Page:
21 JULY 1957
Majestic Victorian architecture contrasts with 1930s to 1950s British cars in the West Country
Take a casual glance at this photo and you’d be forgiven for not realising it was snapped just a few short years before the 1960s exploded all over Britain. The 1950s may be drawing to a close, but pre-World War II upright styling, with separate headlamps and running boards, still abounds in this view of Bristol Temple Meads railway station before modern street clutter disfigured its approaches. In fact, if you were a passenger turning up to catch The Bristolian express to London Paddington behind a Castle class steam locomotive, you might wonder why the good burghers of Bristol had decided to put on an impromptu historic vehicle show in the station car park.
Partly-named after the nearby Temple church, the western terminus of Isambard Kingdom Brunel’s Great Western Railway opened in 1840. However, this magnificent castellated façade wasn’t constructed until almost 20 years after Brunel’s death, when the station was extended by Francis Fox between 1871 and 1878. Fox would go on to be responsible for the Sydney Harbour Bridge and large sections of the London Underground, but this was an early project while he was still in his thirties. It all looks amazingly clean, considering most railway stationss of this era were caked with decades of soot (see The Way We Were of 14 October 2015 to see how grimy Stoke-on-Trent was in 1960) and still showing the scars of wartime damage.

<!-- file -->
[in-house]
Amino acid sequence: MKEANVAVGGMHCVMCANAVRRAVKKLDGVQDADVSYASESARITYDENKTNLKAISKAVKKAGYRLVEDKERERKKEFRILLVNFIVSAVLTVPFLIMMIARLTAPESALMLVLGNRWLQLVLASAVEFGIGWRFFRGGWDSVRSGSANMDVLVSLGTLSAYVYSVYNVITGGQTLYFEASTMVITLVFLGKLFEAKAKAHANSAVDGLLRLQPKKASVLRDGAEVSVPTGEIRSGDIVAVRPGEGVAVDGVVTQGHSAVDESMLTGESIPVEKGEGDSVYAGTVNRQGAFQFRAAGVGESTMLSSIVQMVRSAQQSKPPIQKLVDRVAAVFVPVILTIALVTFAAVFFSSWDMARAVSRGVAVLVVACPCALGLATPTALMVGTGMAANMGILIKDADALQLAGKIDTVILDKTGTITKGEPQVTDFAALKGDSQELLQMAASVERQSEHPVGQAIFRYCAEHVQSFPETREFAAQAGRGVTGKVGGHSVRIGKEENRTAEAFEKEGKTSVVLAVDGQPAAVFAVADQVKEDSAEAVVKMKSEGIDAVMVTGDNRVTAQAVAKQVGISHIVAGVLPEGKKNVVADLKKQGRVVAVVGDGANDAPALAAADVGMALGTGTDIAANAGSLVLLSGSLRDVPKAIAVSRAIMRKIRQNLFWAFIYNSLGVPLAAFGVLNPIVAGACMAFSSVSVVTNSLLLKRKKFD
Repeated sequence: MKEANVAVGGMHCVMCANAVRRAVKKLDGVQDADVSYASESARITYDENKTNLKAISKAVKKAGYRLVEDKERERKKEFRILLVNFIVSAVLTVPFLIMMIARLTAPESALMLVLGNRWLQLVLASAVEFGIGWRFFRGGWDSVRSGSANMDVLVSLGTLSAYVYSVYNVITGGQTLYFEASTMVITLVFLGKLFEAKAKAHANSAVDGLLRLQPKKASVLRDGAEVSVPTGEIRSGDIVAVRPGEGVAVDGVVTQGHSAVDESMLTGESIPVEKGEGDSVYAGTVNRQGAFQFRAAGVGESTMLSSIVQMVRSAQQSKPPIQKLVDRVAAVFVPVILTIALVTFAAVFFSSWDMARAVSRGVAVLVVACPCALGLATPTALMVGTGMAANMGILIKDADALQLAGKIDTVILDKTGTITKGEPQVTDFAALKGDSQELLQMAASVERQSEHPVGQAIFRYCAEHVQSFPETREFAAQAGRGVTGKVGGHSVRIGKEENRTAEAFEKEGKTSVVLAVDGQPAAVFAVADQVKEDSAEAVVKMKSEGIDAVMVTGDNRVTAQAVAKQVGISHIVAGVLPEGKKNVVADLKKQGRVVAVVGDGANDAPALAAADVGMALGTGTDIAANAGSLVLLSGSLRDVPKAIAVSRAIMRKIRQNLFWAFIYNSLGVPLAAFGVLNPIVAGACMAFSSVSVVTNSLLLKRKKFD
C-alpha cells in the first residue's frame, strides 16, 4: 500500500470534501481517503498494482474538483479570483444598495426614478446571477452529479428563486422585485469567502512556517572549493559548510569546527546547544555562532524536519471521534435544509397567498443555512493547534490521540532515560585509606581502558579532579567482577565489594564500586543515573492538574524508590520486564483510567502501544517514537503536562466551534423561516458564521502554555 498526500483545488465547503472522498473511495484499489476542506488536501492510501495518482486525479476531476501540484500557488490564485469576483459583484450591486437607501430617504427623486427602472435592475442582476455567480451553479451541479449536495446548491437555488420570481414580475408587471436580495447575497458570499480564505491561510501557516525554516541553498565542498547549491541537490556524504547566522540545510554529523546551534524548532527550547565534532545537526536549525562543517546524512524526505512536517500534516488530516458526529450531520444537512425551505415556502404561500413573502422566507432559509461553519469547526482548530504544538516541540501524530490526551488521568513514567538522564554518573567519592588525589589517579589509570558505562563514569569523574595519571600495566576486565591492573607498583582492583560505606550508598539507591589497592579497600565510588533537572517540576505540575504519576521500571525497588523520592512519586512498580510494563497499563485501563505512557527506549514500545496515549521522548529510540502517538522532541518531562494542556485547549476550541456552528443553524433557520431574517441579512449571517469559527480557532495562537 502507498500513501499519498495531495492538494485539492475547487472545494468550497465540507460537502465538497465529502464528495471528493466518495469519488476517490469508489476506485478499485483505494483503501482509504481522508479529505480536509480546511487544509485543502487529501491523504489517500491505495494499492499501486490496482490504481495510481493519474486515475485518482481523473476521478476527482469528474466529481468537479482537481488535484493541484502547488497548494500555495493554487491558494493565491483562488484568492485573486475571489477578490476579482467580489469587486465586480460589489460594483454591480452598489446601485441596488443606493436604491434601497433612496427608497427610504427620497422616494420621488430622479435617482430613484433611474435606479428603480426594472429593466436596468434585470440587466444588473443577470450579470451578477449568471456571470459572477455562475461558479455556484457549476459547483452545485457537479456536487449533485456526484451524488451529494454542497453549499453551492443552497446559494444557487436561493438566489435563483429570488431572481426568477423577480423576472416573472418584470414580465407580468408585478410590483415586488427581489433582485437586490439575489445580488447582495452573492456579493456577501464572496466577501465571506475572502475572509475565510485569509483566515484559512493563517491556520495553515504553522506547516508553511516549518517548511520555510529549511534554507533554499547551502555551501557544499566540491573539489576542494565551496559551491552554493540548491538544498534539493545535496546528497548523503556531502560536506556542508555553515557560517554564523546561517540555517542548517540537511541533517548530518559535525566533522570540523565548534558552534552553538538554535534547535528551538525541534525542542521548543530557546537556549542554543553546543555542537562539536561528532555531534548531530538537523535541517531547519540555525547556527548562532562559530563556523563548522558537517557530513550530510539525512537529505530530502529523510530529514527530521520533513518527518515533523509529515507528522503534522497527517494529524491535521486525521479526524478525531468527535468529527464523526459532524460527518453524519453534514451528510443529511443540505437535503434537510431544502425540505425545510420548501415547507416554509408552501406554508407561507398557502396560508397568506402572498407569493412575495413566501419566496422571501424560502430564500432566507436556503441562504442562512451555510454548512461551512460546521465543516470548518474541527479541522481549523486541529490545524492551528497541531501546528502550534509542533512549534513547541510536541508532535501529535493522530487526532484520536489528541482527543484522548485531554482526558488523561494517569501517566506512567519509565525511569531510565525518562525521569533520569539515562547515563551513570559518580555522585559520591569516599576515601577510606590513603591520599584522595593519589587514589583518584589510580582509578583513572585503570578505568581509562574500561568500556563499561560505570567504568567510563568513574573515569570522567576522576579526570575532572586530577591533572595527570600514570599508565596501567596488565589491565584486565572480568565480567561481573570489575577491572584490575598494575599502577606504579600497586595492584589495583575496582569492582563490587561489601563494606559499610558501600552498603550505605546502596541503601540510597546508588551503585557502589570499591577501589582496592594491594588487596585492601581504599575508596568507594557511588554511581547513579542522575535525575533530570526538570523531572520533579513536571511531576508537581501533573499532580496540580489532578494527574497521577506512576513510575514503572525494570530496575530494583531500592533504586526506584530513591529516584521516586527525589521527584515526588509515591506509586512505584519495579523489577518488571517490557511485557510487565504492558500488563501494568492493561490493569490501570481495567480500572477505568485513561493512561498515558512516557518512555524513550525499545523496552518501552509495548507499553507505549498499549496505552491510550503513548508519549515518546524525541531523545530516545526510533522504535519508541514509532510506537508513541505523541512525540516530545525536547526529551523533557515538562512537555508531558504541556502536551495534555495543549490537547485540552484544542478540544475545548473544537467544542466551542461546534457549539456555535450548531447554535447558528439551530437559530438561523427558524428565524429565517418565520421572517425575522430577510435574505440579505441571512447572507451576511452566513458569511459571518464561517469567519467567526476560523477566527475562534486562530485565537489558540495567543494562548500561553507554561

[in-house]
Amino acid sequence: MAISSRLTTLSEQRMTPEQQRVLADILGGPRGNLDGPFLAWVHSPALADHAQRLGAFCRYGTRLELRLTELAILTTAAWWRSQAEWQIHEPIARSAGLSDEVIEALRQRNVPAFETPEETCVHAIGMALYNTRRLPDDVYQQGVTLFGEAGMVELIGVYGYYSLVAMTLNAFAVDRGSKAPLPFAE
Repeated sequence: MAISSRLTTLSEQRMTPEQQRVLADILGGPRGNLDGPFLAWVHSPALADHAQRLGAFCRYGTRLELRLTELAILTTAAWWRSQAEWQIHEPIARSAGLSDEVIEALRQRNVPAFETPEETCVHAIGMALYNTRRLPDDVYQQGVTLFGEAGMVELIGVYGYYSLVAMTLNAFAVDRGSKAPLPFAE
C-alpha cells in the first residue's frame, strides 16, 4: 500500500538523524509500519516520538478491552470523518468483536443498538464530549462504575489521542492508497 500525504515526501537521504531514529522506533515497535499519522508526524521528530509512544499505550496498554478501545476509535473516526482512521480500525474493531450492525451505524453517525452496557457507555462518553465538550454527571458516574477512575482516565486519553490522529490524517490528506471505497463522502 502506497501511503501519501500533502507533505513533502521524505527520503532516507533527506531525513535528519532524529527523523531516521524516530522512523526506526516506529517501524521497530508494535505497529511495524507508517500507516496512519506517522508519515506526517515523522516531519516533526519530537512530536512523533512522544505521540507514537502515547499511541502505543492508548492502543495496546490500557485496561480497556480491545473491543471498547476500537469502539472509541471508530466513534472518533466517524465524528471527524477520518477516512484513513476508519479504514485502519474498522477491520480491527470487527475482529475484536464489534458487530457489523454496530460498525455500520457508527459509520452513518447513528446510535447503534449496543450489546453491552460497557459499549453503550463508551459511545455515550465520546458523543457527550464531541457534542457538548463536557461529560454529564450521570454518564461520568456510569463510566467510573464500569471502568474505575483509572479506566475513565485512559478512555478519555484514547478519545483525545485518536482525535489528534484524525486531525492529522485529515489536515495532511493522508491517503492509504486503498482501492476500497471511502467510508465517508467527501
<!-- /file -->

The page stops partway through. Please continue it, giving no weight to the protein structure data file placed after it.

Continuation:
Temple Meads didn’t escape unscathed; a wooden spire originally stood above the clock tower but was toppled by a bomb in January 1941. Since then, considerable effort had obviously been put into making the station like the cathedral to the railways it was intended to be. Some of the cars outside on this rather disappointing high summer day would have been around